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    I'm using a momentary push button (NO), what would 0.01uF in pin 5 do to the timer?

    I'll try that switching method and see what happens.

    thanks to the both of you... :)
     
  7. elec_mech

    Senior Member

    Nov 12, 2008
    1,513
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    Dodgydave recommended adding what is called an edge-trigger. It allows a single, brief pulse to pass to the trigger input when the switch goes from high to low. If the switch stayed in the low position beyond the timing cycle, it would not keep the 555 turned on. More on its operation here.

    Note there is the addition of a capacitor AND another resistor. There is a pull-up resistor connected to both ends of the cap.

    Since you're using a momentary switch and assuming you're releasing the switch before the timing cycle is finished, it sounds like there may be another problem. Can you take a picture of the physical circuit you've put together and post it?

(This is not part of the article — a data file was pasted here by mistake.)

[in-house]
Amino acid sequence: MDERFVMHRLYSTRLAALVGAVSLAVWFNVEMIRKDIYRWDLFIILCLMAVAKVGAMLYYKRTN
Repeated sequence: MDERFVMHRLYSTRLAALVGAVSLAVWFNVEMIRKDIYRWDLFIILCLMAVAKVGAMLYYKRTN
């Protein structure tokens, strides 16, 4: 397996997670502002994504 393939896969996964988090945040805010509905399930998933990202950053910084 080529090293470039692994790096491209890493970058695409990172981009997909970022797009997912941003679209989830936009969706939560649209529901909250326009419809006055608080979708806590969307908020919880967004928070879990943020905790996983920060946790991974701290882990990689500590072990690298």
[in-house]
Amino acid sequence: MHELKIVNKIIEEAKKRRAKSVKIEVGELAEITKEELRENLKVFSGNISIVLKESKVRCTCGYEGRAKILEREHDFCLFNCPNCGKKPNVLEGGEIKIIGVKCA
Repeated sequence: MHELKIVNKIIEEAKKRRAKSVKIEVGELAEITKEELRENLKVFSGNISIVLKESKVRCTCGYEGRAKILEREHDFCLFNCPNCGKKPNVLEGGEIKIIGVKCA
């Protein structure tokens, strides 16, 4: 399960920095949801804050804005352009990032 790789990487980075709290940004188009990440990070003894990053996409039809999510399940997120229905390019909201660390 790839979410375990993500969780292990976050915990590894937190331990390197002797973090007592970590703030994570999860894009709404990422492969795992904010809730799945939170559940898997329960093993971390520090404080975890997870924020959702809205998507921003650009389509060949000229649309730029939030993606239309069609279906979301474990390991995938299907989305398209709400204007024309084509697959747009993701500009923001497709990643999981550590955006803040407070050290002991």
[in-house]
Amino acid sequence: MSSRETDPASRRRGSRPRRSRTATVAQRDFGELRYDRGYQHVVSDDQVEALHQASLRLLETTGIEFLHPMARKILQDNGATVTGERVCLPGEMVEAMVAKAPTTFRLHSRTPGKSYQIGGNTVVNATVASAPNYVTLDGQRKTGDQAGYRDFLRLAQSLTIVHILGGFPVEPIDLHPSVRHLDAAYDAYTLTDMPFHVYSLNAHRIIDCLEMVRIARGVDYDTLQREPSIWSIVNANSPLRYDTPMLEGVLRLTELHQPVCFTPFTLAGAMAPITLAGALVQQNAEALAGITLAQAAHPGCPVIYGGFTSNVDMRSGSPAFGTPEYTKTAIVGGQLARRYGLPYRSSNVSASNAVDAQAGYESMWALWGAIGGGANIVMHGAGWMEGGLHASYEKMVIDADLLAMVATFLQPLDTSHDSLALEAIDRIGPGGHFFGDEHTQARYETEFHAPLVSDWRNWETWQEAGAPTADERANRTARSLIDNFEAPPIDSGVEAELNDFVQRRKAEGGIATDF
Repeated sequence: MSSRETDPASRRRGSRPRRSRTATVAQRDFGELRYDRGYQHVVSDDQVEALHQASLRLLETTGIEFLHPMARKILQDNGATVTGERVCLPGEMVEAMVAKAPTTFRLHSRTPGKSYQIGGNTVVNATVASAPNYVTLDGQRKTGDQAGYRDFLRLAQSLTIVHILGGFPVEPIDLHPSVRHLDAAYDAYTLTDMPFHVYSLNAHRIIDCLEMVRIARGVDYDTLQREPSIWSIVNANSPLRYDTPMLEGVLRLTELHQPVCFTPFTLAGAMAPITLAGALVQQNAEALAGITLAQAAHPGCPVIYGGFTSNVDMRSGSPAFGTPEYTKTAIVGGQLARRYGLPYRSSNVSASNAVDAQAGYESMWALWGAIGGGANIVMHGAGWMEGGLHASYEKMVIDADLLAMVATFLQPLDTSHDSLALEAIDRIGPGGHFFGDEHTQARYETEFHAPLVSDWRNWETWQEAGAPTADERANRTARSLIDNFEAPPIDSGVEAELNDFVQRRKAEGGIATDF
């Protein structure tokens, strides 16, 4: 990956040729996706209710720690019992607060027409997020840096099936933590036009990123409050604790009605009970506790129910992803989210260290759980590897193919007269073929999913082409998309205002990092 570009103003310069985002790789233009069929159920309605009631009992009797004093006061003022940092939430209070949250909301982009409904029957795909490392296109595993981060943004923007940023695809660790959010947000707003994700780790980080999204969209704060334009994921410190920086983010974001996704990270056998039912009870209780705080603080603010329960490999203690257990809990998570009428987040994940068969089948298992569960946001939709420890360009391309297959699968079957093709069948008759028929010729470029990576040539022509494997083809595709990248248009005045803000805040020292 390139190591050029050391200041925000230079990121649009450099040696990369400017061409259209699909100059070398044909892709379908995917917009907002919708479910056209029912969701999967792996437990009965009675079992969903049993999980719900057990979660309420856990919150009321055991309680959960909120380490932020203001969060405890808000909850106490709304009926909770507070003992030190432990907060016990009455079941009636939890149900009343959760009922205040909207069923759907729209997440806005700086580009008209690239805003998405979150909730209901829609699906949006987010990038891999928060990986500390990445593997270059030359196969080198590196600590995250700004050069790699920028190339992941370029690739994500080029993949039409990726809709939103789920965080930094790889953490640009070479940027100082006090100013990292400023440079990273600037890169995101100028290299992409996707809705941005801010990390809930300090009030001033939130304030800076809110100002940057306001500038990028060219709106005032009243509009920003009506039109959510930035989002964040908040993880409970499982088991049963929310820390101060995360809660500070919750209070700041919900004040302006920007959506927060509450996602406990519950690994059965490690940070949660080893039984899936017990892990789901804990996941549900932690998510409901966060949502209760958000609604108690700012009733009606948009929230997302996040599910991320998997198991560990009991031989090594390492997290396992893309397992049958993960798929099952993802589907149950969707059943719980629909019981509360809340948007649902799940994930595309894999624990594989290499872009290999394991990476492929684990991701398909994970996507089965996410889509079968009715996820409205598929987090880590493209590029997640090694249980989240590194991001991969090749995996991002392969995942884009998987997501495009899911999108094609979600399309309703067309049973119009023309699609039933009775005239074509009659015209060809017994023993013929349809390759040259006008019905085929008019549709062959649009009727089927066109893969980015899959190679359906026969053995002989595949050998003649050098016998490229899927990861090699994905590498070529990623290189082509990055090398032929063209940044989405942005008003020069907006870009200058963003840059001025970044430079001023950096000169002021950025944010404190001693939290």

8. tracecom

    AAC Fanatic!

    Apr 16, 2010
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    Although I don't understand some of your resistor value choices, and I don't know why you are tying pin 5 to 12V, the circuit does function as you drew it in post 1. When the switch is closed very briefly, pin 3 goes high, which turns the 2N3904 on and lights the LED. After about 10 seconds, pin 3 goes low and the LED is extinguished.

    I believe you have a wiring error, component(s) failure, or both. If you are using one of those 1/4" pushbuttons, you probably have it wired wrong; they are easy to get the pins confused.
     
  9. goldendragon

    Thread Starter New Member

    Apr 10, 2013
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    it says here http://home.cogeco.ca/~rpaisley4/LM555.html#5 (no. 5) that if I connect 1.8k to pin5 and 12v I could double my time.

    In the image 6KΩ and a trimmer 10KΩ is in series.

    What I wanted to achieve is that I could turn on the LED and vary the time from 5s to 15s. After achieving it, I'll substitute 220Ω and LED with a 12v relay so that I could drive a 12V load.

    Btw, I'm making making my own power supply from 220V 60hz source, then a step down transformer to 15V 1amp, then to a full bridge rectifier (4pcs 1N4001), 1000μF for smoothing and 7812 and a 0.1μF for regulation. Will these affect the performance of the timer? and also is there another way to drive a 12V load without using a relay?